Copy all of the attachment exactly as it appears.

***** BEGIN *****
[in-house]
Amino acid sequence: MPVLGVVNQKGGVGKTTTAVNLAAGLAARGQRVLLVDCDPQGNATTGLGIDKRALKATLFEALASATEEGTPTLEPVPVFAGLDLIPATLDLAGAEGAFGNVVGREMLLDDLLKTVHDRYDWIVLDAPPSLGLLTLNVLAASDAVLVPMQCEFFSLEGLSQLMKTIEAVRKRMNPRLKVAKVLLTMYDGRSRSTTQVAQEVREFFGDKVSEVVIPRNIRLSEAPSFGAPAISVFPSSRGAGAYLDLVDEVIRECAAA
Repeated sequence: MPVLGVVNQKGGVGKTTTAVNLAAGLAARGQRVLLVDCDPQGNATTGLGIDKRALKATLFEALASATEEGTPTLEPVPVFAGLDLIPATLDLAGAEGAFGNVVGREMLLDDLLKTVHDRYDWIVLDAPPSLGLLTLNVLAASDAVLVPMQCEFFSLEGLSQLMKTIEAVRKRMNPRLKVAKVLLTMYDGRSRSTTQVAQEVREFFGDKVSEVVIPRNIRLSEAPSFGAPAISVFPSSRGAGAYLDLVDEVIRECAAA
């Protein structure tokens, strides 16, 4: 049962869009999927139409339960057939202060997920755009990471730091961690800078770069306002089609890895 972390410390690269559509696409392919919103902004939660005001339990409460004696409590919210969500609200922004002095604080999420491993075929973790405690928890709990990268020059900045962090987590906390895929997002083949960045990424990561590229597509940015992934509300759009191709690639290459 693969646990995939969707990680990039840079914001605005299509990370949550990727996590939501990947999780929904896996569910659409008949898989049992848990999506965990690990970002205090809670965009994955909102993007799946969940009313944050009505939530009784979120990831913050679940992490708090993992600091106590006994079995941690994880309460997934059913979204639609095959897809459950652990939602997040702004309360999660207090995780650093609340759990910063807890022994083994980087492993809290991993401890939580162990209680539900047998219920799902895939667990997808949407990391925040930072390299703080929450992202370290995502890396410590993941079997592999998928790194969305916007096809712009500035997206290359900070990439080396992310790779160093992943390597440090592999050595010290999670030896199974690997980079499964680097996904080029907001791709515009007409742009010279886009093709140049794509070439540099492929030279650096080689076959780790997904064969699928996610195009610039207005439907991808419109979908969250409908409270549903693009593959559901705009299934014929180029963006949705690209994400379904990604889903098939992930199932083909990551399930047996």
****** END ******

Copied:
[in-house]
Amino acid sequence: MPVLGVVNQKGGVGKTTTAVNLAAGLAARGQRVLLVDCDPQGNATTGLGIDKRALKATLFEALASATEEGTPTLEPVPVFAGLDLIPATLDLAGAEGAFGNVVGREMLLDDLLKTVHDRYDWIVLDAPPSLGLLTLNVLAASDAVLVPMQCEFFSLEGLSQLMKTIEAVRKRMNPRLKVAKVLLTMYDGRSRSTTQVAQEVREFFGDKVSEVVIPRNIRLSEAPSFGAPAISVFPSSRGAGAYLDLVDEVIRECAAA
Repeated sequence: MPVLGVVNQKGGVGKTTTAVNLAAGLAARGQRVLLVDCDPQGNATTGLGIDKRALKATLFEALASATEEGTPTLEPVPVFAGLDLIPATLDLAGAEGAFGNVVGREMLLDDLLKTVHDRYDWIVLDAPPSLGLLTLNVLAASDAVLVPMQCEFFSLEGLSQLMKTIEAVRKRMNPRLKVAKVLLTMYDGRSRSTTQVAQEVREFFGDKVSEVVIPRNIRLSEAPSFGAPAISVFPSSRGAGAYLDLVDEVIRECAAA
């Protein structure tokens, strides 16, 4: 049962869009999927139409339960057939202060997920755009990471730091961690800078770069306002089609890895 972390410390690269559509696409392919919103902004939660005001339990409460004696409590919210969500609200922004002095604080999420491993075929973790405690928890709990990268020059900045962090987590906390895929997002083949960045990424990561590229597509940015992934509300759009191709690639290459 693969646990995939969707990680990039840079914001605005299509990370949550990727996590939501990947999780929904896996569910659409008949898989049992848990999506965990690990970002205090809670965009994955909102993007799946969940009313944050009505939530009784979120990831913050679940992490708090993992600091106590006994079995941690994880309460997934059913979204639609095959897809459950652990939602997040702004309360999660207090995780650093609340759990910063807890022994083994980087492993809290991993401890939580162990209680539900047998219920799902895939667990997808949407990391925040930072390299703080929450992202370290995502890396410590993941079997592999998928790194969305916007096809712009500035997206290359900070990439080396992310790779160093992943390597440090592999050595010290999670030896199974690997980079499964680097996904080029907001791709515009007409742009010279886009093709140049794509070439540099492929030279650096080689076959780790997904064969699928996610195009610039207005439907991808419109979908969250409908409270549903693009593959559901705009299934014929180029963006949705690209994400379904990604889903098939992930199932083909990551399930047996």